My Growing Concerns About Mainstream Education Blogs
I don’t typically go on rants here on the blog. I’ve occasionally voiced frustration about political developments, subpar video sharing sites dedicated to education, or questioned the heralding of large Bill Gates-backed video learning projects, but when it comes to calling out other education blogs, I’m typically quiet. Why? Well, for starters, it usually invites a host of negative or critical comments on my own work, which engenders the type of “sour grapes” responses that make me look jealous of others’ success. This in turn can make it quite easy for anyone, close colleagues and acquaintances included, to conclude that Ben Rimes is a rather crotchety, pessimistic, jerk that would rather whine about others than rise to the occasion. I suppose that today, I’ll have to accept those likely outcomes, as this weekend a number of musings, thoughts, and ramblings came together for me. Here are a few of my growing concerns with the mainstream education blogging space.
Drinking From the Firehose is Apparently the Popular Choice
I get listed on some of the spammy/SEO-like posts put out by various entities that go by titles that are all basic permutations and assemblages of the words “College, Online, Best, Helper, Ranking, Success”. When I browse through those lists there are a lot of great reflective blogs, and each list seems to be slightly different as times passes. There are a few blogs though that seem to seize an inordinate chunk of the edublogger zeitgeist; the blogs that have anywhere between 5 to 15 posts a day, and average no more than one or two paragraphs per posting. They’re the kind of blogs that value quantity over quality, seem to garner a hefty amount of Tweets, Pins, and Facebook postings, and yet when you visit them they seem like little more than rehashed press releases with little to no value added. Don’t get me wrong, everyone needs to drink from the firehose every now and then after stumbling across the digital wastelands of the internet, but when the first comments on your blog post are basically commenting on how poor the service you’re mentioning is, and can only say “it’s a start I suppose”, maybe you should step back and take a bit more time digging into the content you’re posting, and turn that firehose into a manageable garden spigot better suited to cultivating and feeding reflective learning.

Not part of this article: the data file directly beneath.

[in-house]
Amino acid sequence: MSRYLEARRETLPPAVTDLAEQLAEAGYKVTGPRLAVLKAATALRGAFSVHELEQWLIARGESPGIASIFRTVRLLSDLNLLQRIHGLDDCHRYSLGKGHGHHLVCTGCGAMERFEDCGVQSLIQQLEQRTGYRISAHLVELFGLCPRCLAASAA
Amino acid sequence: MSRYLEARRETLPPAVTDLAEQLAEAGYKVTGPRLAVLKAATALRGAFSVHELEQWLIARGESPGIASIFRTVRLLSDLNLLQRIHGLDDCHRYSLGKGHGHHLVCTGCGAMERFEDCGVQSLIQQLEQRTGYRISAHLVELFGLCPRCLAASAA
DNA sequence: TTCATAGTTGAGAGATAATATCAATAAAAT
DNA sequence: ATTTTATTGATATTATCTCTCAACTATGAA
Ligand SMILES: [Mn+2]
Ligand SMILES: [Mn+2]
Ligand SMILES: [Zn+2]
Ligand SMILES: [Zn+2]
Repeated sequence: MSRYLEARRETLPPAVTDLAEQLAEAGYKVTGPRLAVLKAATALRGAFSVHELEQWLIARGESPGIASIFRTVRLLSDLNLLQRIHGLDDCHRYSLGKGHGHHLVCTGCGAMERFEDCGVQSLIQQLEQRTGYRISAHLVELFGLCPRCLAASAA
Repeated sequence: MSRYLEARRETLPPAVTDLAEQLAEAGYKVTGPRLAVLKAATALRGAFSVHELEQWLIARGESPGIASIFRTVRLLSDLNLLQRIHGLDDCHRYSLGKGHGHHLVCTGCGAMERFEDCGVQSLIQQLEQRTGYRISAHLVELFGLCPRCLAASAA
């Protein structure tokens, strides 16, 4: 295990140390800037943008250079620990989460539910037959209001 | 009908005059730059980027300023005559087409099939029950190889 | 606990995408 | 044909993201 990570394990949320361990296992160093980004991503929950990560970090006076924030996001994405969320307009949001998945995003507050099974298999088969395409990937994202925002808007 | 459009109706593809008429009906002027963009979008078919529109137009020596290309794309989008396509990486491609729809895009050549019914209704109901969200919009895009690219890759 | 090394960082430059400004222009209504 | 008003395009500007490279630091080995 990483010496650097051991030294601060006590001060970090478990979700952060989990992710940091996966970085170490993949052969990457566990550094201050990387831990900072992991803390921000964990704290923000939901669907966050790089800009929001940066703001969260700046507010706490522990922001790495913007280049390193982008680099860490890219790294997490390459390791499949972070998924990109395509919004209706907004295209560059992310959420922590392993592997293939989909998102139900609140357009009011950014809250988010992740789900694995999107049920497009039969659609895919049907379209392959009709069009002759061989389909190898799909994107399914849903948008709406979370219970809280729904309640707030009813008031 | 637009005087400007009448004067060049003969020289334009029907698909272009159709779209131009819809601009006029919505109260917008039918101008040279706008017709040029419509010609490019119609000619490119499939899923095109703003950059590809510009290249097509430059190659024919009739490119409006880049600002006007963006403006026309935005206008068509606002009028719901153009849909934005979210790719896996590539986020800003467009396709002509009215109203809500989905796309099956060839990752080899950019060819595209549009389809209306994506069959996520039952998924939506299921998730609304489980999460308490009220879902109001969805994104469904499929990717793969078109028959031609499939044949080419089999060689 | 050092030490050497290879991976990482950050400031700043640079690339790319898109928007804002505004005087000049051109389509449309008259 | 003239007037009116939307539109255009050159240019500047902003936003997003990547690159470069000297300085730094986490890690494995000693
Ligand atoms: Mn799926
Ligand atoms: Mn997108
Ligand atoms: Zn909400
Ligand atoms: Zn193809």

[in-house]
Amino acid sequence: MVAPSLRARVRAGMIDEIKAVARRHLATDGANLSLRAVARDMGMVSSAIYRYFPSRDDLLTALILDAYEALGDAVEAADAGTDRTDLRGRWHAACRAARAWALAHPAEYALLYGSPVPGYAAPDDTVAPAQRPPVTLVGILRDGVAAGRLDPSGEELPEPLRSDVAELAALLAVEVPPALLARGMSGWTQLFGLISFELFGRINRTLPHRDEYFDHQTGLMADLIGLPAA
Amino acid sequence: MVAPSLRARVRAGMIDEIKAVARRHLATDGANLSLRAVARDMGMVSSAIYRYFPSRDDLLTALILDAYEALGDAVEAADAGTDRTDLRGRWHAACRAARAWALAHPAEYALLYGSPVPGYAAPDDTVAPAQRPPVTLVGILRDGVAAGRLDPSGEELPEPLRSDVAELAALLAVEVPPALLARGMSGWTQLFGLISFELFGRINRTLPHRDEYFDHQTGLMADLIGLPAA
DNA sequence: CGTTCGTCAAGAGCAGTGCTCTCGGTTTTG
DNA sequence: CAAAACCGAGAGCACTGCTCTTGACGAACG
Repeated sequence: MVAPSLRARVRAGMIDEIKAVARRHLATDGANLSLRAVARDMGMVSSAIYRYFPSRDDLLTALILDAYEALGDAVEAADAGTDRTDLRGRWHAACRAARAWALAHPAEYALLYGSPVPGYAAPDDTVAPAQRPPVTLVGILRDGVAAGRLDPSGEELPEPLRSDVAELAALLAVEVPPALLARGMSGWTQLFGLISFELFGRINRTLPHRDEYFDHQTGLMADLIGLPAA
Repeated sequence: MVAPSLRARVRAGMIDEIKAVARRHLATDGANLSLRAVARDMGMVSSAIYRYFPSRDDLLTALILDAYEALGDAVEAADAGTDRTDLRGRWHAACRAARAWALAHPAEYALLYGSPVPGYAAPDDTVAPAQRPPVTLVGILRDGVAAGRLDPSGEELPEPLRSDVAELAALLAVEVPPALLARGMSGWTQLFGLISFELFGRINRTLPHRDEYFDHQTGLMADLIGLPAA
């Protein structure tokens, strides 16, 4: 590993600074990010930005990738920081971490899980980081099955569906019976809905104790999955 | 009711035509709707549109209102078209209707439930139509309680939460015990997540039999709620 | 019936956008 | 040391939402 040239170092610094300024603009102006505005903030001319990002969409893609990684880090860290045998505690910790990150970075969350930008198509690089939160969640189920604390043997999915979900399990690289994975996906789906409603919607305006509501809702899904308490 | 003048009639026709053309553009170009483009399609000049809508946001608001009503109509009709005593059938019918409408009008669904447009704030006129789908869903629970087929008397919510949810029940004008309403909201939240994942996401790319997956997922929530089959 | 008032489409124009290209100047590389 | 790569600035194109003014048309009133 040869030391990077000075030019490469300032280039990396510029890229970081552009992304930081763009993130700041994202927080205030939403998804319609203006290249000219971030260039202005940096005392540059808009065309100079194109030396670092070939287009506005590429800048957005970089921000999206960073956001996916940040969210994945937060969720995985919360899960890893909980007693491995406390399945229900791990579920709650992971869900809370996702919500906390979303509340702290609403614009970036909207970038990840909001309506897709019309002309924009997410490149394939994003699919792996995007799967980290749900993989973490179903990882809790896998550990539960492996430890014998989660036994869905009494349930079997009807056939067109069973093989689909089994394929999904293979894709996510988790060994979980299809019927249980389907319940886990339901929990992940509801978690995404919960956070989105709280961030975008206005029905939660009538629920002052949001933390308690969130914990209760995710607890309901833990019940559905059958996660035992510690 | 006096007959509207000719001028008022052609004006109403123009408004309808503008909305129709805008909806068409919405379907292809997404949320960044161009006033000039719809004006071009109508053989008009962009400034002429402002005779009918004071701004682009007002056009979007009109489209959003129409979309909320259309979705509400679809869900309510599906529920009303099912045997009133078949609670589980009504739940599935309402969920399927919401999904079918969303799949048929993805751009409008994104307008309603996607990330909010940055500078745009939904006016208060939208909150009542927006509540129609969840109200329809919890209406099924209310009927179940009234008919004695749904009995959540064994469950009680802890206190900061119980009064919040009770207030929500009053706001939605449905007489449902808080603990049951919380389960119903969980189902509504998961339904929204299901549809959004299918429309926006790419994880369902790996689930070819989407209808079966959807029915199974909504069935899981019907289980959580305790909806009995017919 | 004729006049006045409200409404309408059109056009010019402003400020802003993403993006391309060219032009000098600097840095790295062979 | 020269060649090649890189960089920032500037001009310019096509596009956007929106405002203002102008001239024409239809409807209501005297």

Back Patting is Great, But We Need to Grow
Many blog posts I see bouncing around the Twittersphere are usually high spirited “Huzzah-inducing happy posts”. There’s nothing wrong with that, and certainly we need to share some positivity, but I don’t see a lot of the good critical stuff happening in smaller circles in the wider mainstream education blogs. Tom Woodward is probably my best example of how to “Lose Friends and Alienate People” when it comes to regular critical blog posts that might contain explicit lyrics or criticisms of large corporations taking over education. Tom usually makes some pretty great reflective critical comments where others dare not (myself included mostly) when it comes to accurately pointing out what we should really be focused on in education. I love the great big circle hugs, inside jokes, and support that most educational circles on Twitter and Facebook provide for one another (we need it for the most part after the societal and cultural lumps that we take far too often). However, when it’s time to really grow as individuals and professionals, I can’t seem to recall the last time I created lasting growth and deeper understanding by a round of “good jobs”. In fact, feel free to use this blog post as a way to tell me what I’m doing wrong, and call me out on a number of topics. I’ve been down that road before and when someone like David Warlick calls you out on your published thoughts in a national magazine, once you get passed the wincing and wound-licking you have a great opportunity to emerge stronger and more thoughtful.
EduPreneurs Make Me Leary
I come from a long time on entrepreneurs. My father, his father before him, his father’s father, and his father’s father’s father (you get the point) were all independent business men at some point in their lives. Among various dalliances with side businesses and sales jobs, my family had a small department store for over 100 years before it finally closed its doors at the turn of the millenium. I grew up in the world of retail, service, independent entrepreneurship, and sales. I don’t have anything against people wanting to carve out a successful business for themselves on the merit of their own experiences, wisdom, and talents, but I do know this from my own family’s experiences; being a successful entrepreneur means that you look for opportunities, some more opportunistic than others, about how to grow your business. It doesn’t matter how much you might profess your dedication to helping students, teachers, and education in general, eventually the bottom line is going to take hold in some small way. I’m not trying to be pessimistic or cynical in this, just pragmatic…I’ve seen it happen all too often. Granted there are great examples of educators taking the EduPreneur route and sticking to a more altruistic over tones. Prominent edu-blogger Dan Meyer has managed to do this with his 101qs site revolving around making math instruction better. I just begin to develop that sense of distrust when a prominent blogger or education thinker starts to evangelize one particular learning/technology platform over another, then discover that they also happen to be heavily invested in developing applications or tools for that particular platform.